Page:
The music video has become a source of controversy and is currently banned from being shown on KBS (the Korean Broadcasting System). The organization claims that the video "makes light of human life" by showing the girls as sushi and under plastic wrapping. Really, it's just a playful video that finds Orange Caramel in quirky, cute sushi costumes, not getting bought, and then eating themselves. After they eat the sushi, though, they think about the lives of the fish and begin to cry. It's a brightly-colored, cool-costumed video that brings out the group's weird sense of humor perfectly.
After last year's "What's Your Name?" -- the band's biggest single to date -- 4Minute returns with "Whatcha Doin' Today?" (such an inquisitive bunch!). Like its previous two singles, "Whatcha Doin' Today?" is produced by Brave Brothers, and as such delivers exactly what you'd expect. The song is fun, with an electro-soul sound, punchy horns, and a catchy wordless hook, but it doesn't stand out as anything too special. Gayoon, and to a lesser extent SoHyun and Jihyun, lead the verses with a light and fun tone, and Jiyoon continues to prove that she's a better rapper than HyunA. Musically, it's status quo for the act, which is certainly not to say that it's bad.
The video, though, is more exciting. "Whatcha Doin' Today?" is all about having fun, and the video makes that very clear. It's a hodgepodge of sets and styles and costumes -- some very sexy, some very cute, some just silly and funny. The group has normally relied on HyunA to be the "sexy one", but here, all five of the girls get to be sexy. They also get to be funny, which is something new for the group.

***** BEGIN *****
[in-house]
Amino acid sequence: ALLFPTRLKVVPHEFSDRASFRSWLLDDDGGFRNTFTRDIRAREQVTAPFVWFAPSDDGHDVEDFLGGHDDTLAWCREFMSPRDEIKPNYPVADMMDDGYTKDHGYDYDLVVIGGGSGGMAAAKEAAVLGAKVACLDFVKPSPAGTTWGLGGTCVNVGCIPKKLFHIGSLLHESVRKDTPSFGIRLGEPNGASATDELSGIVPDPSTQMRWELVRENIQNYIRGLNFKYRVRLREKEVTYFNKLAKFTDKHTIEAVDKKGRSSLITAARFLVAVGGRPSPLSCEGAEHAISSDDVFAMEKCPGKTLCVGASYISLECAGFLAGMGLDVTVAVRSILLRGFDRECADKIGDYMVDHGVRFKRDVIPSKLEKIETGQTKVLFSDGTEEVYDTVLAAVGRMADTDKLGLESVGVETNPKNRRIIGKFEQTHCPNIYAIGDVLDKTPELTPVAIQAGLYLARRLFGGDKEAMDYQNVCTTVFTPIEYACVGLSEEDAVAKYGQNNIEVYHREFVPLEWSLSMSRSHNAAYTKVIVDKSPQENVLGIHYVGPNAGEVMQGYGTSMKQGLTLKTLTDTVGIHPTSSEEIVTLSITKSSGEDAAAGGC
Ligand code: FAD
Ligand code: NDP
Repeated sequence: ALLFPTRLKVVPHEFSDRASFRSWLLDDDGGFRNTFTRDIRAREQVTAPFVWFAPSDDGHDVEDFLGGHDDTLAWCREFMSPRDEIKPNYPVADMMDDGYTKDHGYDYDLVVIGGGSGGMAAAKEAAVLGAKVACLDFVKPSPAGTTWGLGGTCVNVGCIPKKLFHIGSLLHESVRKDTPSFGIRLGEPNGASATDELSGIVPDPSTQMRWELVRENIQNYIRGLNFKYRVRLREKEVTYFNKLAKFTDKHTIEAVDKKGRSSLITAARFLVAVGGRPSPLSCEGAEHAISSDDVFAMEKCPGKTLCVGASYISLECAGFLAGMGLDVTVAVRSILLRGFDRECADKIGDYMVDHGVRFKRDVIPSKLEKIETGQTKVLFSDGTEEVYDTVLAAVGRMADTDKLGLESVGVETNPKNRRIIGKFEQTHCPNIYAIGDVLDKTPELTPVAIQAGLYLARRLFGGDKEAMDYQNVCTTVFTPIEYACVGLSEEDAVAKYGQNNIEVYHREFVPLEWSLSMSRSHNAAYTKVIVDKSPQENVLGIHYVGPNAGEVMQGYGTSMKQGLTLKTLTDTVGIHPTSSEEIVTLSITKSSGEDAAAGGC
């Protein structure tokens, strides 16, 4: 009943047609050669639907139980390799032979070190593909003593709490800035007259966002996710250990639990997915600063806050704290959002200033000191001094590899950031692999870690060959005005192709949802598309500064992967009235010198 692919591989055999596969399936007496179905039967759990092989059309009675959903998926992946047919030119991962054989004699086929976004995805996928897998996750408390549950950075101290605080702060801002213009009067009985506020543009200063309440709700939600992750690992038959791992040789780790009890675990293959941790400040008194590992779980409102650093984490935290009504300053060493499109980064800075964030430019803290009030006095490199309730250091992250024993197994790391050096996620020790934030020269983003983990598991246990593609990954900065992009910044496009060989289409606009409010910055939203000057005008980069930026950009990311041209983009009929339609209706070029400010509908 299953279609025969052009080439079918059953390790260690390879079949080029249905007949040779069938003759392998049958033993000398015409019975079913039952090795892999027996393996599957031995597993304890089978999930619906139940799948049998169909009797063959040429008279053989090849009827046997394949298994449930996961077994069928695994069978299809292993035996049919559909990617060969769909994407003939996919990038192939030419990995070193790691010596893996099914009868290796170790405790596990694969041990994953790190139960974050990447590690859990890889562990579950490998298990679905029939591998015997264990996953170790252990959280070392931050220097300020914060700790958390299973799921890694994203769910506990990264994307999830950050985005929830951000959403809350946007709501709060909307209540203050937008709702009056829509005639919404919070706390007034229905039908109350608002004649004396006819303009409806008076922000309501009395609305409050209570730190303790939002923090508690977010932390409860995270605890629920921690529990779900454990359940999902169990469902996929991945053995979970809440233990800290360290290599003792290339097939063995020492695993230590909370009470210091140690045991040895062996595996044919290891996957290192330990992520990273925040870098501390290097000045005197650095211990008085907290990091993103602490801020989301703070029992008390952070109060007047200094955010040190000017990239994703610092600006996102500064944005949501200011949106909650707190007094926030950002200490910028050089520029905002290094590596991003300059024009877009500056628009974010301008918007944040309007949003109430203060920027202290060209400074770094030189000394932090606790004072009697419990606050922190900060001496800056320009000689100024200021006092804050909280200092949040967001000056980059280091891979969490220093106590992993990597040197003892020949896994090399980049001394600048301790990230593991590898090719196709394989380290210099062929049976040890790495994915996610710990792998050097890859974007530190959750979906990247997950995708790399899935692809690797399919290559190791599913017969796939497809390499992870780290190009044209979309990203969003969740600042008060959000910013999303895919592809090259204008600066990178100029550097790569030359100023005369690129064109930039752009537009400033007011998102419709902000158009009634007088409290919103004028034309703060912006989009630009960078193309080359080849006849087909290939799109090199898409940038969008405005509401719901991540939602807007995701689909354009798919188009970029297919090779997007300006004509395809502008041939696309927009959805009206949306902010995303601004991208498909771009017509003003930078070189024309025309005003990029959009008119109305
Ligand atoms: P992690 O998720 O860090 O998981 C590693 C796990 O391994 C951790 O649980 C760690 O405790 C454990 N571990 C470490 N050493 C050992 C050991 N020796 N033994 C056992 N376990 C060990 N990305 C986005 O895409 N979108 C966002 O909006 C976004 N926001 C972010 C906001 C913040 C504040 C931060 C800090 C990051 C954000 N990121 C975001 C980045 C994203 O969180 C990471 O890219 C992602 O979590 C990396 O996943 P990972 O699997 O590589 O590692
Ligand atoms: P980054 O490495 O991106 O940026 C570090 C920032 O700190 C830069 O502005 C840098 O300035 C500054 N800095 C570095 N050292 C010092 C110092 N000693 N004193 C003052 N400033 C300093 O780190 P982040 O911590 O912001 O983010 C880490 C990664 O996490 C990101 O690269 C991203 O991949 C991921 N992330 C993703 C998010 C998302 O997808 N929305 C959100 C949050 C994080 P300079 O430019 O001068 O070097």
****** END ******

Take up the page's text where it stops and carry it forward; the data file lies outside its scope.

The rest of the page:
If a K-pop song isn't sung in Korean, is it K-pop? Because of K-pop's increasing popularity, many artists and groups record music specifically for a market outside of Korea. Groups will put out Japanese albums, with music more suited for a Japanese audience and sung in Japanese. But does that make it J-pop? You could argue that it sounds different than J-pop, but because K-pop is such an eclectic genre, there's a lot of K-pop that sounds nothing like other K-pop. So what does K-pop sound like? When is K-pop not K-pop?
In general, I try to ignore these existential questions and say that if a group mostly comes from Korea originally, it's K-pop regardless of the language. And with that in mind, the new Super Junior-M song qualifies for our K-pop roundup.
Super Junior is one of the most successful K-pop groups of all time, and Super Junior-M is one of its five sub-units. The M stands for Mandarin, as the group is marketed to a Chinese audience. "Swing", the title track from the sub-unit's third mini-album, is an electro-dance track with a driving beat, an obligatory dubstep breakdown, and some unusual vocal harmonies in the chorus. Even if it doesn't have any swing music, the eight boys keep the track interesting and exciting with energetic and charming vocal deliveries.
But the song is really just a vehicle to get them to dance, and the video does just that. It focuses on wide shots of the whole group to capture the sharp dance moves, and the simple color scheme keeps everything fixed on the member's moves. So whether you want to call this K-pop or Mandopop, if you like watching good-looking guys dance very well, "Swing" is for you.
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Next month, one of my favorite groups, Crayon Pop, is making a comeback. So for that reason alone, April is going to be exciting, but I'm sure we'll find that there are plenty of other great songs to discover next month!